If George Conway has his druthers, Donald Trump will soon be able to brag about achieving something to which no other president in history can lay claim; the eternal shame of being the only president to be impeached by Congress twice.
In an op-ed in The Washington Post yesterday, the most voluble of the Republican resistance movement of “Never Trumpers,” i.e., members of the GOP with both a brain and a conscience, Mr. Conway quoted the president as predicting this unprecedented event before demonstrating exactly why he so richly deserves it.
“’So we’ll probably have to do it again.’”
“So said the already-once-impeached President Trump on Thursday in the East Room, musing about the possibility he could become the first president to be impeached more than once. And on the very next day, as though he were competing for it, Trump showed precisely why he could be destined to achieve that ignominious fate,” Conway opens his essay.
The behavior that the respected Republican attorney points to that in his opinion should trigger a new round of impeachment hearings was Trump’s retaliation against the dedicated public servants who dared to tell the truth about his criminal actions in the first set of impeachment hearings.
If truth actually mattered any longer, the second impeachment should be even easier to prove then the first one was since the president’s own words confirm his latest set of crimes, as Conway illustrates.
“Trump essentially admitted his retaliatory motive on Saturday, when he tweeted that he sacked Vindman in part for having “reported contents of my ‘perfect’ calls incorrectly,” he writes.
Conway then goes onto explain exactly why this admission is another impeachable offense.
“If this were a criminal investigation, and Alexander Vindman and Sondland had given their testimony to a grand jury, this Friday Night Massacre could have been a crime. At the very least, it ought to be impeachable: If Richard M. Nixon was to be impeached for authorizing hush money for witnesses, and Trump himself was actually impeachedfor directing defiance of House subpoenas, then there should be no doubt that punishing witnesses for complying with subpoenas and giving truthful testimony about presidential misconduct should make for a high crime or misdemeanor as well,” he reasonably argues.
It is more than the president’s actions that Conway believes should inspire a second attempt at ending “the complete mismatch between the man and the office he holds,” despite the equally disappointing verdict that the complicit Republicans in the Senate are likely to return. The tireless critic of Trump argues that it is the very essence of the president’s mental dysfunction that demands his removal from office.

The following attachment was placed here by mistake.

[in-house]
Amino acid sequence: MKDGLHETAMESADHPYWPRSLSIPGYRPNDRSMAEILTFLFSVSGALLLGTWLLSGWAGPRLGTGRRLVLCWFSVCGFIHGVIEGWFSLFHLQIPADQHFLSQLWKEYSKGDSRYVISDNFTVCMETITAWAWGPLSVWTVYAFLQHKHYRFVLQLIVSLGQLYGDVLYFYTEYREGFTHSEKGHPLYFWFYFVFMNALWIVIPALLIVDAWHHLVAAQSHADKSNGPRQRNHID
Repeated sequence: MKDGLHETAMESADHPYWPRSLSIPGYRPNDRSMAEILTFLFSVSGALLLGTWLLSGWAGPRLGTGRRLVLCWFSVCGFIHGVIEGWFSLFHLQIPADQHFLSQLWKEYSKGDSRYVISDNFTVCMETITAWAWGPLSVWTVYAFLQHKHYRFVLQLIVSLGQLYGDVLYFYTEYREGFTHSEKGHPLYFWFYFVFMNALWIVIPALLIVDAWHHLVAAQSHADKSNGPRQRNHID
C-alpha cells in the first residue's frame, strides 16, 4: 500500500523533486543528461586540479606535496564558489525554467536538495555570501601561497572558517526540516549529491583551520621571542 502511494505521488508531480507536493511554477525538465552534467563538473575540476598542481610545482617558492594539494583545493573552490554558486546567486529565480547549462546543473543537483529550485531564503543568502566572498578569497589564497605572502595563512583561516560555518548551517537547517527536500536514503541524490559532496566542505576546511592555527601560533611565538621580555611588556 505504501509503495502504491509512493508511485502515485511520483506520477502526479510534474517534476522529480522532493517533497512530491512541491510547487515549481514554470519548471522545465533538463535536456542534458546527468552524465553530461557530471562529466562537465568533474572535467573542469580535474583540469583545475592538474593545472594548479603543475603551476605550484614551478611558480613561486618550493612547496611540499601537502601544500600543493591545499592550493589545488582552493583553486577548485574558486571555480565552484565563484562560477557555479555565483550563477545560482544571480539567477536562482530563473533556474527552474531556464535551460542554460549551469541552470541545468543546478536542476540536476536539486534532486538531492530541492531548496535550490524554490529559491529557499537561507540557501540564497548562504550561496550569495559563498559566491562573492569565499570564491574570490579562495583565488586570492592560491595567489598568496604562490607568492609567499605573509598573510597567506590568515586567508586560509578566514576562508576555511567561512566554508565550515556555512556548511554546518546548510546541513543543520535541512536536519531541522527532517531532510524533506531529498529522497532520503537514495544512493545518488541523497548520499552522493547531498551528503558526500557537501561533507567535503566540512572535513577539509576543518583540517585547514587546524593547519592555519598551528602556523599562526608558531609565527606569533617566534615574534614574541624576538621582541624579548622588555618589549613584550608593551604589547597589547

“It’s about the fact that the presidency is a fiduciary position, the ultimate public trust. And that Trump’s narcissism won’t allow him to put anyone else’s interests above his own, including the nation’s. Indeed, he can’t even distinguish between his interests and the nation’s — and doesn’t need to, according to his lawyers and now the judgment of the Senate. For Trump, it’s always L’état, c’est Trump, as many observers have trenchantly put it,” he writes.
Describing the president as a serial offender with no remorse, Conway predicts Trump’s recidivism will be as reliable as the sunrise.
“And he will do it again. He did do it again by firing the Vindmans and Sondland. He’s telling us he will do it again. And no one can seriously doubt it, even those who voted to acquit,” he warns.
It’s not just that Trump will continue to destroy the Constitution and the rule of law that is the biggest problem in Conway’s eyes. It is that whatever the president has done to date, we can only expect his behavior to get worse.
“And he’ll only get worse. Narcissistic leaders such as Trump always do. As we’ve now seen, his rage leads to retribution and misconduct, which beget more criticism, and more investigation, and even more rage, retribution and misconduct. Over and over again,” Conway concludes.
“So America beware: The state is Trump, and he’s very, very angry. We might, indeed, have to do it again.”
As with Trump’s attempts to ostracize Mitt Romney, the one Republican Senator with the cojones to acknowledge the reality of the evidence against the president in his first impeachment, Trump will have a difficult time painting Mr. Conway with the brush of partisan animosity as he constantly portrays the Democratic opposition.
All the more reason to pay attention to what the Republican lawyer is saying and help Trump earn the recognition of infamy that a second impeachment would bring. With the side benefit of tying up vulnerable Republican Senators at the height of their reelection campaigns while energizing the Democratic base, it is an option that House Democrats should be working on as expeditiously as possible.